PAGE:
Miner Lonmin says ill CEO will step down
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LONDON, Dec 28 AFP
December 28 2012, 8:16PM
British platinum miner Lonmin says chief executive Ian Farmer, off work since August due to a "serious illness", is stepping down permanently from his role at the troubled group.
Simon Scott will continue as interim head until a permanent successor is found, the world's third-largest platinum producer said in a statement on Friday. Scott would eventually revert to being chief financial officer, it added.
Friday's announcement follows a turbulent end to the year for Lonmin, whose shareholders last month approved a rights issue to boost its finances after violent strikes disrupted work at its Marikana platinum mine in South Africa.
"Lonmin plc announces that Ian Farmer, who is being treated for a serious illness, has informed the board of his request to step down as chief executive officer (CEO) and as a director of Lonmin with immediate effect," the company said.
"The board has appointed an executive search agent to pursue the selection and engagement of Ian's successor as CEO. In the meantime, Simon Scott will continue in his role as acting CEO with the full support of the Lonmin board.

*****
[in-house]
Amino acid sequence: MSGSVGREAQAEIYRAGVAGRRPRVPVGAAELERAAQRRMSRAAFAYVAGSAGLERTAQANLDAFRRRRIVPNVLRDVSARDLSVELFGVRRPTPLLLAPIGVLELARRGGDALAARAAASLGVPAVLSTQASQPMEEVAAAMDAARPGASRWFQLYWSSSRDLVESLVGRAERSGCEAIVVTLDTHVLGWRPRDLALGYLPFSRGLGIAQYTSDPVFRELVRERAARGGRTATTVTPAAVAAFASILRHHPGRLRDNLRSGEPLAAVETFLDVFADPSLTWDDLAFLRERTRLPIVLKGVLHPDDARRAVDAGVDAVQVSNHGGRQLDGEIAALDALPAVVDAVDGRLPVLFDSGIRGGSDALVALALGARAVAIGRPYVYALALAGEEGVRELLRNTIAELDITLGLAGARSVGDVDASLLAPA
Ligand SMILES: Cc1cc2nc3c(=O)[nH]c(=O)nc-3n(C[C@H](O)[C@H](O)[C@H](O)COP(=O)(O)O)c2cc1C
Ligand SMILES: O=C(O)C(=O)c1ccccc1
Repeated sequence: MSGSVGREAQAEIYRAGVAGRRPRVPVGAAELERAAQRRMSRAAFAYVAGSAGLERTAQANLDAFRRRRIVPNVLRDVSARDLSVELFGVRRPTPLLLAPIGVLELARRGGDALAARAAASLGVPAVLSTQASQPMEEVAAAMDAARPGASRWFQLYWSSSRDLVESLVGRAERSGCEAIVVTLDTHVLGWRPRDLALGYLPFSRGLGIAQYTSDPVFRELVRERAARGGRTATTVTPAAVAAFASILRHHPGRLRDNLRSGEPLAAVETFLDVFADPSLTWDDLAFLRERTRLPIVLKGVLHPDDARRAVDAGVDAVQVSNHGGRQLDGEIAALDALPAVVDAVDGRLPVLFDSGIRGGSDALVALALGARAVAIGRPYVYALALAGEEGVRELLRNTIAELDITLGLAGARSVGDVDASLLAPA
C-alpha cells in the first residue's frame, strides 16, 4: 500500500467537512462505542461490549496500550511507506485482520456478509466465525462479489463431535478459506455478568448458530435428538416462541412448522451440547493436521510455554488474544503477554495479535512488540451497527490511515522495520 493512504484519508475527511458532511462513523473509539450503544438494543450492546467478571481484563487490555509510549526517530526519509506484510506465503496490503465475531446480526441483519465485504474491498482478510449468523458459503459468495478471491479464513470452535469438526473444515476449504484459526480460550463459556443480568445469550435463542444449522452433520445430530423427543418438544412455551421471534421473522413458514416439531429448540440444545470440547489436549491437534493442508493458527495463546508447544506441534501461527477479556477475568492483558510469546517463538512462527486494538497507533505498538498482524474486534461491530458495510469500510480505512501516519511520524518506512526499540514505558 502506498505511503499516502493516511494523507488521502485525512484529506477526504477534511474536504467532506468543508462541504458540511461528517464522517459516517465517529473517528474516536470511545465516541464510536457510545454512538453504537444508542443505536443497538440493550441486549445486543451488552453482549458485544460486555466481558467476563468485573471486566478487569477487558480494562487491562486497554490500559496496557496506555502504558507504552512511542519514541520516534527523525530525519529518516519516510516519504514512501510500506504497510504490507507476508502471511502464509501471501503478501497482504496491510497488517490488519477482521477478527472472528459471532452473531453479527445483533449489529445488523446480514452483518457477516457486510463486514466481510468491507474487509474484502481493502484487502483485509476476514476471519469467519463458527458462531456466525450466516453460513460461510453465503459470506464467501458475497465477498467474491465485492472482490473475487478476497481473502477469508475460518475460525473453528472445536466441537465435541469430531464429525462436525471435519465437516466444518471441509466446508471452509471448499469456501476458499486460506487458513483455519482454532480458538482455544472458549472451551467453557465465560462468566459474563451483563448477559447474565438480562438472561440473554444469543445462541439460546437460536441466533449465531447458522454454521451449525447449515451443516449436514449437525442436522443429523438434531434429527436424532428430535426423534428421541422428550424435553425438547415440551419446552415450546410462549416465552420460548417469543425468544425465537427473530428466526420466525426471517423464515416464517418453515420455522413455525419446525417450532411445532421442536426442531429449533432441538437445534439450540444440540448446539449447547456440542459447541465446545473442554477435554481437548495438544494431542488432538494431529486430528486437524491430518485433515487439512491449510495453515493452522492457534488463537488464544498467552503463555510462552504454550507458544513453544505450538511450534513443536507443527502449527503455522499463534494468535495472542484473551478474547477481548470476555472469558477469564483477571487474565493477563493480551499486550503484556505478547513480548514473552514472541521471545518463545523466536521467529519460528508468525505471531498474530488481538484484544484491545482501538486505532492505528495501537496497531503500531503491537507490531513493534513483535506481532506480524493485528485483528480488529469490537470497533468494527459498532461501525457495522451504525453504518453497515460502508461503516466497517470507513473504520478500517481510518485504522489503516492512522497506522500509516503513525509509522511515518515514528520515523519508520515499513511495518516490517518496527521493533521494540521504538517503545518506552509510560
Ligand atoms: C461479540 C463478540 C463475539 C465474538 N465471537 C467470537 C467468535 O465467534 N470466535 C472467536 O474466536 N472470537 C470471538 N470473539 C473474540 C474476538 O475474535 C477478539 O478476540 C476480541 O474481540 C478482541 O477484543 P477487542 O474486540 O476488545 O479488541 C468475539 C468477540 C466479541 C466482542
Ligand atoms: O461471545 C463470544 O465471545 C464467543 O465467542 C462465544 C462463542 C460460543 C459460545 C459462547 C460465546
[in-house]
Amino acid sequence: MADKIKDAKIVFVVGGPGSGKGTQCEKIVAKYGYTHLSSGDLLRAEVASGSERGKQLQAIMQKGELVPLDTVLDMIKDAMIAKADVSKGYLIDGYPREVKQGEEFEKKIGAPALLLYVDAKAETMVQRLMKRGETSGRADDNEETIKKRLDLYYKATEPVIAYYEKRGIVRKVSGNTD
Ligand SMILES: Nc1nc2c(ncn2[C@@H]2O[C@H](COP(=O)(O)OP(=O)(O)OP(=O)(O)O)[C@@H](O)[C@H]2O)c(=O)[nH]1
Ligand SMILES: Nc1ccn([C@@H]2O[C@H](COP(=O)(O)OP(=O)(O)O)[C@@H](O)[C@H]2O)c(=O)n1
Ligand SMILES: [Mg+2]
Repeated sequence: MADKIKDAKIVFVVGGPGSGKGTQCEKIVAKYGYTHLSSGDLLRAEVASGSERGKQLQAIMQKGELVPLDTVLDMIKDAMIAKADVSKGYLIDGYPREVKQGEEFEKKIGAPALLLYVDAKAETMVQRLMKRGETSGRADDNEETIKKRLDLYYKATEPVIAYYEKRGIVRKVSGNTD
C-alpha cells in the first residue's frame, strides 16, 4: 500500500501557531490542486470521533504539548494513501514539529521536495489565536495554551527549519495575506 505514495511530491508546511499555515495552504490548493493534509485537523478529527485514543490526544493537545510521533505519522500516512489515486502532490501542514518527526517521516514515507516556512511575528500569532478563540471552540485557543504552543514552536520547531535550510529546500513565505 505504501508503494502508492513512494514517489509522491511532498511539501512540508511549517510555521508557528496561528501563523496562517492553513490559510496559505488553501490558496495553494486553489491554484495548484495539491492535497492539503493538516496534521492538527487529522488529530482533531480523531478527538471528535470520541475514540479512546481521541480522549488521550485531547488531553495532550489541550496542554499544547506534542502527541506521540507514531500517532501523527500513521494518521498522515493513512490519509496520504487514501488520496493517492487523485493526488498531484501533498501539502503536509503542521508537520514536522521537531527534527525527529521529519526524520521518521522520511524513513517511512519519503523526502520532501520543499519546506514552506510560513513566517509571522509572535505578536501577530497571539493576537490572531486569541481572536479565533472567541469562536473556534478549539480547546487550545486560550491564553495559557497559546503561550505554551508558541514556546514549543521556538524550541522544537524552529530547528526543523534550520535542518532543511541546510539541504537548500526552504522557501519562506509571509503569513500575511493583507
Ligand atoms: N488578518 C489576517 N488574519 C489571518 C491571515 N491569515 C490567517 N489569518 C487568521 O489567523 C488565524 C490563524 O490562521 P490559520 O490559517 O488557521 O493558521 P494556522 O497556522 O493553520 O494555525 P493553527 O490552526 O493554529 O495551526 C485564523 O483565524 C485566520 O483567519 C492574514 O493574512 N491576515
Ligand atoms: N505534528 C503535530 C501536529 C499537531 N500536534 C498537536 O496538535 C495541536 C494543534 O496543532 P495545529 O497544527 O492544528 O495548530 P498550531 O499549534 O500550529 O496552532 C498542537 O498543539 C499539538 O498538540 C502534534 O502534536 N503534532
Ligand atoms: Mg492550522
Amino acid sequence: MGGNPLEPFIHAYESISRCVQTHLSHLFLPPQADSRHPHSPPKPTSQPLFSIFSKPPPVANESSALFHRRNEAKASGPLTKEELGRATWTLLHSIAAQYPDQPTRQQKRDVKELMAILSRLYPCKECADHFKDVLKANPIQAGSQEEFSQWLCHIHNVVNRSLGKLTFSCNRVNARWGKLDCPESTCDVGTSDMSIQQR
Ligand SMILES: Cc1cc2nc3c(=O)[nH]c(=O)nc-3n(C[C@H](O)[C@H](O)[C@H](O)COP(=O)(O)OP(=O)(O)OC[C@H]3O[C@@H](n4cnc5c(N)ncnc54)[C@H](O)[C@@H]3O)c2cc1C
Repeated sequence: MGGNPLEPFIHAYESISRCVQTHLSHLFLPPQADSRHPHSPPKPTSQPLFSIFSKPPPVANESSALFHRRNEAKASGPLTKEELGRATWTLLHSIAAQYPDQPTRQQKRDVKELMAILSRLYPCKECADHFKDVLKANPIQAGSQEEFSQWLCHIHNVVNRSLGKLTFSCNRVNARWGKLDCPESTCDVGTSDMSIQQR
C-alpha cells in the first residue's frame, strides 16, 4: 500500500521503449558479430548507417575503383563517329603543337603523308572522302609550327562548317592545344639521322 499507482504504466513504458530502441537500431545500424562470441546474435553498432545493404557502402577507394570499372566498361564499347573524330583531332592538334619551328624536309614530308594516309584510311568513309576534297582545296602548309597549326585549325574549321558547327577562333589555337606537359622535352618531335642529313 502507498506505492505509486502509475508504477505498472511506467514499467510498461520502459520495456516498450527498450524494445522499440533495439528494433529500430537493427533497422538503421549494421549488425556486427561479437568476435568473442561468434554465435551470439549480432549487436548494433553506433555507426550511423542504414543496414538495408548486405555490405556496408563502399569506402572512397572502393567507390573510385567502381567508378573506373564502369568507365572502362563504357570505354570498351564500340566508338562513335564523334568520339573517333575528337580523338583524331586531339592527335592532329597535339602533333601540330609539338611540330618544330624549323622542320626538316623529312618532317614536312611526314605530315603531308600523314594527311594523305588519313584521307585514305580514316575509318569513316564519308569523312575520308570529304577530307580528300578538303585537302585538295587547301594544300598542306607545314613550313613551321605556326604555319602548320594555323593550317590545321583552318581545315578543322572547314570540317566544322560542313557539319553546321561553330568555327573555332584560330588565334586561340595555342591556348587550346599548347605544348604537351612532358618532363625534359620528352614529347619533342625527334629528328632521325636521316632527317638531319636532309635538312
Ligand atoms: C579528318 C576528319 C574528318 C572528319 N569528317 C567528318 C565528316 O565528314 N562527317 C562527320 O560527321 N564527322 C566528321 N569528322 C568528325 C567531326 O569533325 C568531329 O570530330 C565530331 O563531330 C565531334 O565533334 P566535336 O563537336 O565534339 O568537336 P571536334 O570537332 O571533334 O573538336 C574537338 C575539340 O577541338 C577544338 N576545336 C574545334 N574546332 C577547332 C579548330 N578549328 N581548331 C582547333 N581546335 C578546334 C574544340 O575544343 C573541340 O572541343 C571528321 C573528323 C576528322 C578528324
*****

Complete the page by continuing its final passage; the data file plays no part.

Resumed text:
"Simon has requested that he should not be considered as a candidate for the role of CEO. Following the appointment of a new CEO, Simon will dedicate his time fully to his role as chief financial officer."
Farmer, 50, was chief executive for four years at the end of a career with Lonmin lasting more than a quarter of a century.
Lonmin chairman Roger Phillimore said Farmer's ability, commitment and drive would be missed.
"He has been CEO for the last four years and the consistent improvement in Lonmin's operating performance over that period owes much to his leadership," he said.
The end of Farmer's tenure was overshadowed by the violence at Marikana that left 46 people dead, including 34 who were killed by police gunfire on August 16.
The recently announced rights issue, worth $US817 million ($A790.94 million), was aimed at reducing Lonmin's level of debt and increasing its financial strength in the wake of the violence.
Major shareholder, Swiss commodities giant Xstrata has called for a management shake-up at Lonmin, citing serious financial problems at the mining group.